Located in the North-East corner of France, Alsace is a stunningly beautiful region that produces some of the world best white wine, noticeably dry Rieslings, as well as highly aromatic Gewürztraminers, Muscat and Pinot Gris.
The first traces of Vines in Alsace date back long before the Gallo-Roman era. Vines fossils have been found in the layers of the Quaternary which can lead us to say that it existed in the region before the advent of man, but viticulture as we know it, started with the Gallo-Roman era, around 50 BCE.
Today, there are 4,700 winegrowers in Alsace: 20% independent wine growers, 39% cooperatives and 41% negociants. The size of the vineyard is 15 600 hectares, all classified as AOC (there is no IGP). The amount of wine produced was 907,000 hectolitres in 2017 (equivalent to 113 million bottles, smaller than Burgundy). Production in the region is 70% of dry white wines and sweet white wines, 20% of sparkling wines and 10% of red (exclusively made from Pinot Noir).
Wine is produced in the departments of Bas-Rhin (67) and Haut-Rhin (68). The wine route stretches 170km from north (Strasbourg) to south (Mulhouse), along the Ill River, between the Vosges Mountains (west), and the Rhine River (east). The vineyards are concentrated in a narrow strip, running in a roughly north-south direction, on the lower eastern slopes of the Vosges, at altitudes of 175–420 m.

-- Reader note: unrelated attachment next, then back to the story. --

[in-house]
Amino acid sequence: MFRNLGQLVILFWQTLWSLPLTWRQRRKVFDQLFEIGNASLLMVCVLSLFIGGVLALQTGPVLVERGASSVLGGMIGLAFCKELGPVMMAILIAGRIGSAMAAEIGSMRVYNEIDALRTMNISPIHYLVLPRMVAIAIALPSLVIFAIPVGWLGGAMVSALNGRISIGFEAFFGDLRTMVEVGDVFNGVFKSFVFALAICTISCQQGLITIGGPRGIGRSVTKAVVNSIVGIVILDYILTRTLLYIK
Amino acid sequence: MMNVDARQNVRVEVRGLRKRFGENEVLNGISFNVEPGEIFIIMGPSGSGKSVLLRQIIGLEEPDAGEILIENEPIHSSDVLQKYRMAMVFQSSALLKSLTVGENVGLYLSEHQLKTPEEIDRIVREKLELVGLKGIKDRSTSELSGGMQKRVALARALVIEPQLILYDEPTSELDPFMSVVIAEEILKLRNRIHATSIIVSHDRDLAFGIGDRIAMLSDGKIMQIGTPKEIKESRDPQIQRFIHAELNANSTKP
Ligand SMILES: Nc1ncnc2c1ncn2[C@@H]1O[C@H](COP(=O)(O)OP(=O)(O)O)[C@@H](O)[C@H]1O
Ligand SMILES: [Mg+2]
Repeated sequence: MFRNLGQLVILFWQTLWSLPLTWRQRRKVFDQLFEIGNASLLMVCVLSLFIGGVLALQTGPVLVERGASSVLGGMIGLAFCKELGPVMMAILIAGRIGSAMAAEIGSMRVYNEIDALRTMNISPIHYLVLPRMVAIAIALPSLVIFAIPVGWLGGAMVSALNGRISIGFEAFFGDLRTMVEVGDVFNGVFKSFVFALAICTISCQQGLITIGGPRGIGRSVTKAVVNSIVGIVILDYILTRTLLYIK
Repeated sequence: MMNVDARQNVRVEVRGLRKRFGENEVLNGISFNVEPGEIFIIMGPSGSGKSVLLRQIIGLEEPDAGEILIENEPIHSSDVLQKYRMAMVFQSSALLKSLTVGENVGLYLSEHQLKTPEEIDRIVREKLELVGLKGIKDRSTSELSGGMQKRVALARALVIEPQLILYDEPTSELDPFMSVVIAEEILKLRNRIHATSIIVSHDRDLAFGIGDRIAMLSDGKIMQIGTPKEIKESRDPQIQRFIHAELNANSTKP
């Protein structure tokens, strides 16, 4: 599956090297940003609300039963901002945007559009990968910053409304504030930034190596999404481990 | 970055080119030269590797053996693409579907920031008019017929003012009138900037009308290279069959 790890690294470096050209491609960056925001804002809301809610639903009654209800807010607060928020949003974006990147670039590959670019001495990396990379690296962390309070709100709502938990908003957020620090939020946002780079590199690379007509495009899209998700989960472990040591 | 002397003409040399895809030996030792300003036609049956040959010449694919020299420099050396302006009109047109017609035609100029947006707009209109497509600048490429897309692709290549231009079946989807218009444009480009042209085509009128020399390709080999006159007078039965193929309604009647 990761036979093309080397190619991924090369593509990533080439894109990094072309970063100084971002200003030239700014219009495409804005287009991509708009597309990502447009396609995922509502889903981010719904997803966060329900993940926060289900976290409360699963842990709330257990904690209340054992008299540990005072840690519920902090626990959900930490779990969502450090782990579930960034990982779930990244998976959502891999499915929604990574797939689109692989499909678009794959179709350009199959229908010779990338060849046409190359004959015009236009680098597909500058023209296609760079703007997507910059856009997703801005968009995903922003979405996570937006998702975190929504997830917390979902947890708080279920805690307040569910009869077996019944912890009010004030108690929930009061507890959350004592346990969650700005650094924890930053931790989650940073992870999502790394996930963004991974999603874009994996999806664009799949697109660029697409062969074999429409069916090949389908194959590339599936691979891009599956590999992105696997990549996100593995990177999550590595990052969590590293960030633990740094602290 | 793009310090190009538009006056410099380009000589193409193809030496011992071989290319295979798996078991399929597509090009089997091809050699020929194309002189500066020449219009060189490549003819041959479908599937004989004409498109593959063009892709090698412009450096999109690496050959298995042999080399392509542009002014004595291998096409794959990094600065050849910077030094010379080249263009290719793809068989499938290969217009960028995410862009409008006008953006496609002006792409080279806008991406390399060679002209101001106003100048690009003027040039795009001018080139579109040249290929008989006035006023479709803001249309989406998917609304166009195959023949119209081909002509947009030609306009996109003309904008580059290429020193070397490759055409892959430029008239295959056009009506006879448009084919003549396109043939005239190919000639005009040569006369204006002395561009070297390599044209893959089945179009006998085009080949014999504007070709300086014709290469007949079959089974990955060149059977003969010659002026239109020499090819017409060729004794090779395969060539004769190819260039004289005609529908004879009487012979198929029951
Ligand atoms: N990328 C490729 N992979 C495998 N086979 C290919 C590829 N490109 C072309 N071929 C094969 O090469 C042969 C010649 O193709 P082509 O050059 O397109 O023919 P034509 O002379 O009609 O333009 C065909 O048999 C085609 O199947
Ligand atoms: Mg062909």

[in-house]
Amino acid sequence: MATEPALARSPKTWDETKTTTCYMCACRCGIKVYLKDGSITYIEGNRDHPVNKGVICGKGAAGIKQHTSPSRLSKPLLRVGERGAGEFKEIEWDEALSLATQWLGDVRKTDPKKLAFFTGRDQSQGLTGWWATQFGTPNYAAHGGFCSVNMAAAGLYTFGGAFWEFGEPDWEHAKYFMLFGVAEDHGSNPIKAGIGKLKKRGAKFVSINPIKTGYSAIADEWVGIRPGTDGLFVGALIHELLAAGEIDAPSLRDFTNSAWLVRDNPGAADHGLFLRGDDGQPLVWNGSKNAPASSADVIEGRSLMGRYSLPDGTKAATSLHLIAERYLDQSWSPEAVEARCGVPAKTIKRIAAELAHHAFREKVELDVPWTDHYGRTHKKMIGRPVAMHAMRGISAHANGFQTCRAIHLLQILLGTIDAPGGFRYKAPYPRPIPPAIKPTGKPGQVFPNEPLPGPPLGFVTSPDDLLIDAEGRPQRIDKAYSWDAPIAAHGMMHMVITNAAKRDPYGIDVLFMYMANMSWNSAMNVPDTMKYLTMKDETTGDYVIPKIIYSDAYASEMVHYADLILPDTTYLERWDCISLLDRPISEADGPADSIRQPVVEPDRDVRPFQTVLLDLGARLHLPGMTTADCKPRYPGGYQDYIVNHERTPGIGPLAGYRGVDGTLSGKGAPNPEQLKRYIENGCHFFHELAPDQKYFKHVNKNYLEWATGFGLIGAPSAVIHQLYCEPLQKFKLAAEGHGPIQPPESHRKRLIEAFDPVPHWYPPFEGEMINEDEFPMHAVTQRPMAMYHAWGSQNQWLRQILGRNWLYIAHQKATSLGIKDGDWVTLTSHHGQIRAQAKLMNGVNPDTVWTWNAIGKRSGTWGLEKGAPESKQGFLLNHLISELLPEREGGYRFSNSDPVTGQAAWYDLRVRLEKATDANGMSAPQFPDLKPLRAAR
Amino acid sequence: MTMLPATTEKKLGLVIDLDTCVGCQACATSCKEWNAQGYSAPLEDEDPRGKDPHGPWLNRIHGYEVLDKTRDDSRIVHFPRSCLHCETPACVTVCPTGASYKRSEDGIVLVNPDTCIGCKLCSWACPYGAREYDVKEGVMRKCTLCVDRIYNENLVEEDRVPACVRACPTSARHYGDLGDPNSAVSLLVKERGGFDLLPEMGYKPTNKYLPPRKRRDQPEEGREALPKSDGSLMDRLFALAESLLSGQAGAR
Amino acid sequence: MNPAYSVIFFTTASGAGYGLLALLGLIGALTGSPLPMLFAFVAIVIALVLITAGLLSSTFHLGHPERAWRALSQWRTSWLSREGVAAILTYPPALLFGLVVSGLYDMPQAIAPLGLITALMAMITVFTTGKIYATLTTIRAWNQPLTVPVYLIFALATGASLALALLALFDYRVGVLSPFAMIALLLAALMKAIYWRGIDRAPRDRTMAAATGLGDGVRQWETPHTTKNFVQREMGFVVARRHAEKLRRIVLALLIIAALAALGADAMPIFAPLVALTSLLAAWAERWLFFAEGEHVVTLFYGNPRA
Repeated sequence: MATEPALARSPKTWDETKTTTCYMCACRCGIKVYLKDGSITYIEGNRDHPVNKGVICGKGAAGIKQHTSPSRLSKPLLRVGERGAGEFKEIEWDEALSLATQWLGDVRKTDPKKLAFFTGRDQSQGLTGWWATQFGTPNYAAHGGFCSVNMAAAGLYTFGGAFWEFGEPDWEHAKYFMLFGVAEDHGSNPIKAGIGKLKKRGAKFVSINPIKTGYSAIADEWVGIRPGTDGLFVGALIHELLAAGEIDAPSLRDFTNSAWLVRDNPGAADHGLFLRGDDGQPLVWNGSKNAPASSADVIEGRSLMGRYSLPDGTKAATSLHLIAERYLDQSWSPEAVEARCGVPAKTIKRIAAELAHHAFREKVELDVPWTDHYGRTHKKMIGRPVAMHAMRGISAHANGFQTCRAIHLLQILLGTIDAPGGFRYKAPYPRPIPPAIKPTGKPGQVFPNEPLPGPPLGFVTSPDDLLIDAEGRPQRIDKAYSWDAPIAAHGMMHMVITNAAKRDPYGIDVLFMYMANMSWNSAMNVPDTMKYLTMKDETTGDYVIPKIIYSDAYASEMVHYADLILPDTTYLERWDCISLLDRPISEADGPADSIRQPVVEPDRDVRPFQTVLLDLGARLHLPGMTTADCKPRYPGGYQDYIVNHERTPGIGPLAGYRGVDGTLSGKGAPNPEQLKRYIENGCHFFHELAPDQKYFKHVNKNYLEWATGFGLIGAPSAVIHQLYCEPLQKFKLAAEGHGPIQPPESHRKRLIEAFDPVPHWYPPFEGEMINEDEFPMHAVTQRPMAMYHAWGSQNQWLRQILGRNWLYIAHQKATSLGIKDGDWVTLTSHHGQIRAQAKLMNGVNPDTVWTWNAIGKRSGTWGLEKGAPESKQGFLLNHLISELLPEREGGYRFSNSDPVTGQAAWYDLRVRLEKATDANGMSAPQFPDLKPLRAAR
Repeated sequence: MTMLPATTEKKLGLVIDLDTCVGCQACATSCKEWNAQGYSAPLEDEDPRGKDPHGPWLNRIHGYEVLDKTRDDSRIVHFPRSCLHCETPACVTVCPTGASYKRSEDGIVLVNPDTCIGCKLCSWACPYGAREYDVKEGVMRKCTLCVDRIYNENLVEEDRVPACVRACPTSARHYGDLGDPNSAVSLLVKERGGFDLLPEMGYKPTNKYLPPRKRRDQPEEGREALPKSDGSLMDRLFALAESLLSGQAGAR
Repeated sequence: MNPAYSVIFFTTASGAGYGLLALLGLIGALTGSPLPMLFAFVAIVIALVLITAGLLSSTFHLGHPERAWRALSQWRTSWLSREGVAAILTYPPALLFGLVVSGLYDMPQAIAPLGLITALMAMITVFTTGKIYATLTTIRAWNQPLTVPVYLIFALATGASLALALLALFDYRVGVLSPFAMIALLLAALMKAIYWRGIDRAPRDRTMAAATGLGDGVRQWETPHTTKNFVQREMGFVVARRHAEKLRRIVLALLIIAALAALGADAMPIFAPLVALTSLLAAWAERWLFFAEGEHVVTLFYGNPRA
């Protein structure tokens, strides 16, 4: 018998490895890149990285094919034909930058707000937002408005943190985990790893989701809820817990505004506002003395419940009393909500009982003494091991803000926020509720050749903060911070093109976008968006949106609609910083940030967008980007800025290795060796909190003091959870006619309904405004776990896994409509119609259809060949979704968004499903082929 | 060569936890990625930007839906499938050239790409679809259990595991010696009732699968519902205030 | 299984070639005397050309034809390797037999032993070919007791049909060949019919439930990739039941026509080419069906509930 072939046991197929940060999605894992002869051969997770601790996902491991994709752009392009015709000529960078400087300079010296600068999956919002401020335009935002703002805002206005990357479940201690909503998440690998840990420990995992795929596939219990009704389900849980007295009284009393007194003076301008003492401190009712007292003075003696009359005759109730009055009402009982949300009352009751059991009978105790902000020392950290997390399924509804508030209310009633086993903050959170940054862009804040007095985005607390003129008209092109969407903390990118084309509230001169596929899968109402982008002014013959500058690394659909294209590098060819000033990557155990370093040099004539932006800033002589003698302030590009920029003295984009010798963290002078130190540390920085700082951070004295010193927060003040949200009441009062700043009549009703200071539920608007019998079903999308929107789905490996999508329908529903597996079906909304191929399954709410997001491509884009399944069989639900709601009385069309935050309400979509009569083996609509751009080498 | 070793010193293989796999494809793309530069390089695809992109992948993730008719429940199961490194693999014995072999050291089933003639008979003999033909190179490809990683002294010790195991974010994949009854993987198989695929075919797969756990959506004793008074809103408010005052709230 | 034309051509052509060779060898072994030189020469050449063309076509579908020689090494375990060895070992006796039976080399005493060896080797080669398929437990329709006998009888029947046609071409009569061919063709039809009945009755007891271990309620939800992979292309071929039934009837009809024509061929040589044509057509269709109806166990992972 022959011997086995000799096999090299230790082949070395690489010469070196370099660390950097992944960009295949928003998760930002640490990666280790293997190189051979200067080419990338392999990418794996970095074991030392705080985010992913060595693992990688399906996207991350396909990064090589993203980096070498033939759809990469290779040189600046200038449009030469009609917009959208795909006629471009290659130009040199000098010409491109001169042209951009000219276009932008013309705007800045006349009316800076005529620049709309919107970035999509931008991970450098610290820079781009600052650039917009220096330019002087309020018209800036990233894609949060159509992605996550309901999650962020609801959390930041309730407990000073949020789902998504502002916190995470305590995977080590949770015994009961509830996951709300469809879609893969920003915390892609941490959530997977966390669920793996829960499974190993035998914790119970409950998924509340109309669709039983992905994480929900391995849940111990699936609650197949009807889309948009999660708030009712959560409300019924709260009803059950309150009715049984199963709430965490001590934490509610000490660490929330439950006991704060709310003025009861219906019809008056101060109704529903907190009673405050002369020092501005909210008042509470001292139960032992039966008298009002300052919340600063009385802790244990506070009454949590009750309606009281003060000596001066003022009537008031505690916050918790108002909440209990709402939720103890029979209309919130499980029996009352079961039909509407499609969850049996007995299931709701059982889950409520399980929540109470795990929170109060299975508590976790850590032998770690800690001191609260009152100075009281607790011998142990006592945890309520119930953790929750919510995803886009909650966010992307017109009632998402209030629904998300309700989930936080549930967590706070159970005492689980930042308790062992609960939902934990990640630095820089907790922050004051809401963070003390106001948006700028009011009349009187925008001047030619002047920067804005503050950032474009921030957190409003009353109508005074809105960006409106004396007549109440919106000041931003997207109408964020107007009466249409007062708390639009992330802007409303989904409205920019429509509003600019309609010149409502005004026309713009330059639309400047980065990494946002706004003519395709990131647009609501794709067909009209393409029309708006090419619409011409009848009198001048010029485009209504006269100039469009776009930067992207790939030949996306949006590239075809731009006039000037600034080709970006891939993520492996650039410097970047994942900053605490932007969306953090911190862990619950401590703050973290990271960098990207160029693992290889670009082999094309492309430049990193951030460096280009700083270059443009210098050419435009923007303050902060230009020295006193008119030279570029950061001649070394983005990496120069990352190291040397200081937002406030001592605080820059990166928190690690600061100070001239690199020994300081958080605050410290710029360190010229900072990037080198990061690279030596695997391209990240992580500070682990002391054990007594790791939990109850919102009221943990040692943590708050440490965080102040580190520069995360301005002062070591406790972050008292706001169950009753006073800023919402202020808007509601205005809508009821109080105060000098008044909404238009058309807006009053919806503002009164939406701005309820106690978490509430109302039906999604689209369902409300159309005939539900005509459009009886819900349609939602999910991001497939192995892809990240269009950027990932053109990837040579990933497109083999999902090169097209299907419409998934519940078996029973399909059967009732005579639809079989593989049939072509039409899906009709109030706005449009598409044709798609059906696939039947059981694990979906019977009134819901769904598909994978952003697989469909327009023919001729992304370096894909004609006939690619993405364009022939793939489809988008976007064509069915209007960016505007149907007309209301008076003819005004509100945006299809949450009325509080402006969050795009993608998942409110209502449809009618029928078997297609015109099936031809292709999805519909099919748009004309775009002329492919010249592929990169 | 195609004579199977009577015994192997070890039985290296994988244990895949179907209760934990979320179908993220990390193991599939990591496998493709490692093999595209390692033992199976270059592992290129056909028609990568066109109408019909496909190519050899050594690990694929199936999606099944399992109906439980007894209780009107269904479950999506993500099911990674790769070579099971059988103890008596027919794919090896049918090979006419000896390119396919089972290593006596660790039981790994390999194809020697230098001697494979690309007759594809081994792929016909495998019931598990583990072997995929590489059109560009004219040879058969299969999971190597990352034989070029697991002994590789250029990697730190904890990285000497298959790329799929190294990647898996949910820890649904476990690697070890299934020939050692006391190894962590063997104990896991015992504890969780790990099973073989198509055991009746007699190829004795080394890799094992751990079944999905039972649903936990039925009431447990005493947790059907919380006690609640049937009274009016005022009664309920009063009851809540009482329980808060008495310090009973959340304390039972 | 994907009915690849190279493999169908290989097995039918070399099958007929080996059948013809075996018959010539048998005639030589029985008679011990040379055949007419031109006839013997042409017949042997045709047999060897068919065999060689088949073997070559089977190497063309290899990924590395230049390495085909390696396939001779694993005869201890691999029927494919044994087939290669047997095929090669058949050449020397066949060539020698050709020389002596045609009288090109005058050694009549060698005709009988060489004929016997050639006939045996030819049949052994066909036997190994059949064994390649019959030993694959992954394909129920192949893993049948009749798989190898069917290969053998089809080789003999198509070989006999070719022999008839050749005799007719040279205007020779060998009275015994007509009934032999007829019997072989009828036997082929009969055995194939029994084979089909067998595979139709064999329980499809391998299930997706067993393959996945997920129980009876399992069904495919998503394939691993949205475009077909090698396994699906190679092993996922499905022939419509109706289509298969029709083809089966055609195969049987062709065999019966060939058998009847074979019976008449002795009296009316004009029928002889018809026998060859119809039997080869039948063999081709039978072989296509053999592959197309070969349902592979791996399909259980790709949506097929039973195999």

There are 3 Appellations d'Origine Contrôlée (AOC): Alsace (70%), Crémant d’Alsace (24%), Alsace Grand Cru (6%). The average yield varies from max. 55hl / ha for the Grands Crus to 80 hl / ha for Crémant. The first AOC was recognized by the INAO in November 1945.
Because of predominantly westerly winds, the Vosges Mountains tend to shelter Alsace from rain and maritime influence, and the region is therefore rather dry and sunny. The region climate is semi-continental, (average temperature 11°C, 500mm rainfall, 1600h sunshine). While the slope down the Vosges is generally east-facing, many of the best sites are south-west to south-east facing, and benefit from extra sun exposure.
The soil that make up the vineyard have an impressive diversity and richness. The vineyard is planted on calcareous soils, granite, schist, gneiss and sandstone. The main grape varieties are for white wine: Riesling (22%), Gewurztraminer (20%), Pinot Blanc (21%), Pinot Gris (15.5%), Sylvaner (7%), Muscat (2,5%). And Pinot noir for red wine (10%). The Grand Cru decreed in 1975 combines the characteristics of each of these territories to the vines. There are 51 Grands Crus, each one of them is a unique combination of soil type, grape varieties and topography.
Alsace is known for being the only French wine-growing region with a long practice in varietal labelling, which was a German tradition. There is a legal requirement for bottling Alsace wine in tall bottles commonly called "flûtes d'Alsace" or "Rhine wine bottle“ which is also traditional in many German regions.
The Crémant d’Alsace are a good alternative to Champagne, while the dry whites are excellent with all seafood based dishes, and the sweet wines would pair well with Asian cuisine and spicy dishes or be enjoyed for aperitif, with a dessert or instead of a dessert.